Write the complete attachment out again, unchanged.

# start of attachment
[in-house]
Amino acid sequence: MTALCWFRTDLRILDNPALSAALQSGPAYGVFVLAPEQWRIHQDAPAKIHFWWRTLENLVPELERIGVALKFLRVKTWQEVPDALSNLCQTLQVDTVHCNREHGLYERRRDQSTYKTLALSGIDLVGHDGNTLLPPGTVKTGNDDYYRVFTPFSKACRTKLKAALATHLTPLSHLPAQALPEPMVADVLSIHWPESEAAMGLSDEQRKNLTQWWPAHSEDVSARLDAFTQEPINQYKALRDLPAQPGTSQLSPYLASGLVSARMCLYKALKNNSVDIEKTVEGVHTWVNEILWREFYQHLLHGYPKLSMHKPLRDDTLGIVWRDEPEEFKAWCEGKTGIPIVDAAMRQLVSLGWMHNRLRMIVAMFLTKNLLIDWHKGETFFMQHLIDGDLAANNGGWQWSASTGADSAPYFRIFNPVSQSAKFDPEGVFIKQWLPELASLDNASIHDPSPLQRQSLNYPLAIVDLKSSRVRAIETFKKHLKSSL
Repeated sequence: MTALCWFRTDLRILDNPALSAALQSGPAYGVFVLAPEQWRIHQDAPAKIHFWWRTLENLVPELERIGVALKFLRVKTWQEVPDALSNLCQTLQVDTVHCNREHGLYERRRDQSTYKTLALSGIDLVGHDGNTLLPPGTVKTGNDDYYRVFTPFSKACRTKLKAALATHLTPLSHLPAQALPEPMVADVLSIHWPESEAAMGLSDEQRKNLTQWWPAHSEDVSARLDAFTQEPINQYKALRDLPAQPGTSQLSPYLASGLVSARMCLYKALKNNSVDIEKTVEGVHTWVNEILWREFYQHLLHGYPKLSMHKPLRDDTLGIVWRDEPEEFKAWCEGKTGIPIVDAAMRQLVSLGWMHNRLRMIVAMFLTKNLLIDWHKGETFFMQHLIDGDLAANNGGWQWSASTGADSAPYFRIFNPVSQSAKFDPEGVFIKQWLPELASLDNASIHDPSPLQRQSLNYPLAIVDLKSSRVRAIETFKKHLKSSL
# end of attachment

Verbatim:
[in-house]
Amino acid sequence: MTALCWFRTDLRILDNPALSAALQSGPAYGVFVLAPEQWRIHQDAPAKIHFWWRTLENLVPELERIGVALKFLRVKTWQEVPDALSNLCQTLQVDTVHCNREHGLYERRRDQSTYKTLALSGIDLVGHDGNTLLPPGTVKTGNDDYYRVFTPFSKACRTKLKAALATHLTPLSHLPAQALPEPMVADVLSIHWPESEAAMGLSDEQRKNLTQWWPAHSEDVSARLDAFTQEPINQYKALRDLPAQPGTSQLSPYLASGLVSARMCLYKALKNNSVDIEKTVEGVHTWVNEILWREFYQHLLHGYPKLSMHKPLRDDTLGIVWRDEPEEFKAWCEGKTGIPIVDAAMRQLVSLGWMHNRLRMIVAMFLTKNLLIDWHKGETFFMQHLIDGDLAANNGGWQWSASTGADSAPYFRIFNPVSQSAKFDPEGVFIKQWLPELASLDNASIHDPSPLQRQSLNYPLAIVDLKSSRVRAIETFKKHLKSSL
Repeated sequence: MTALCWFRTDLRILDNPALSAALQSGPAYGVFVLAPEQWRIHQDAPAKIHFWWRTLENLVPELERIGVALKFLRVKTWQEVPDALSNLCQTLQVDTVHCNREHGLYERRRDQSTYKTLALSGIDLVGHDGNTLLPPGTVKTGNDDYYRVFTPFSKACRTKLKAALATHLTPLSHLPAQALPEPMVADVLSIHWPESEAAMGLSDEQRKNLTQWWPAHSEDVSARLDAFTQEPINQYKALRDLPAQPGTSQLSPYLASGLVSARMCLYKALKNNSVDIEKTVEGVHTWVNEILWREFYQHLLHGYPKLSMHKPLRDDTLGIVWRDEPEEFKAWCEGKTGIPIVDAAMRQLVSLGWMHNRLRMIVAMFLTKNLLIDWHKGETFFMQHLIDGDLAANNGGWQWSASTGADSAPYFRIFNPVSQSAKFDPEGVFIKQWLPELASLDNASIHDPSPLQRQSLNYPLAIVDLKSSRVRAIETFKKHLKSSL